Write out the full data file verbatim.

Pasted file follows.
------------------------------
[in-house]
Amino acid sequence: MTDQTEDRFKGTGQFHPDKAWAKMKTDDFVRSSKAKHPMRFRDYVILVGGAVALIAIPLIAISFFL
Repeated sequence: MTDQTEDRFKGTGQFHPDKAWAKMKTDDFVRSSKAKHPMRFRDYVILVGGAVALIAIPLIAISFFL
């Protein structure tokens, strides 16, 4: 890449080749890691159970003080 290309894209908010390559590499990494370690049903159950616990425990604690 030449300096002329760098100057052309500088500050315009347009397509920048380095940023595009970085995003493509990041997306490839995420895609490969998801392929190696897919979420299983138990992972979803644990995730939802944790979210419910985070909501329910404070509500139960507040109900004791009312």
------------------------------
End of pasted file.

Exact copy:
[in-house]
Amino acid sequence: MTDQTEDRFKGTGQFHPDKAWAKMKTDDFVRSSKAKHPMRFRDYVILVGGAVALIAIPLIAISFFL
Repeated sequence: MTDQTEDRFKGTGQFHPDKAWAKMKTDDFVRSSKAKHPMRFRDYVILVGGAVALIAIPLIAISFFL
């Protein structure tokens, strides 16, 4: 890449080749890691159970003080 290309894209908010390559590499990494370690049903159950616990425990604690 030449300096002329760098100057052309500088500050315009347009397509920048380095940023595009970085995003493509990041997306490839995420895609490969998801392929190696897919979420299983138990992972979803644990995730939802944790979210419910985070909501329910404070509500139960507040109900004791009312």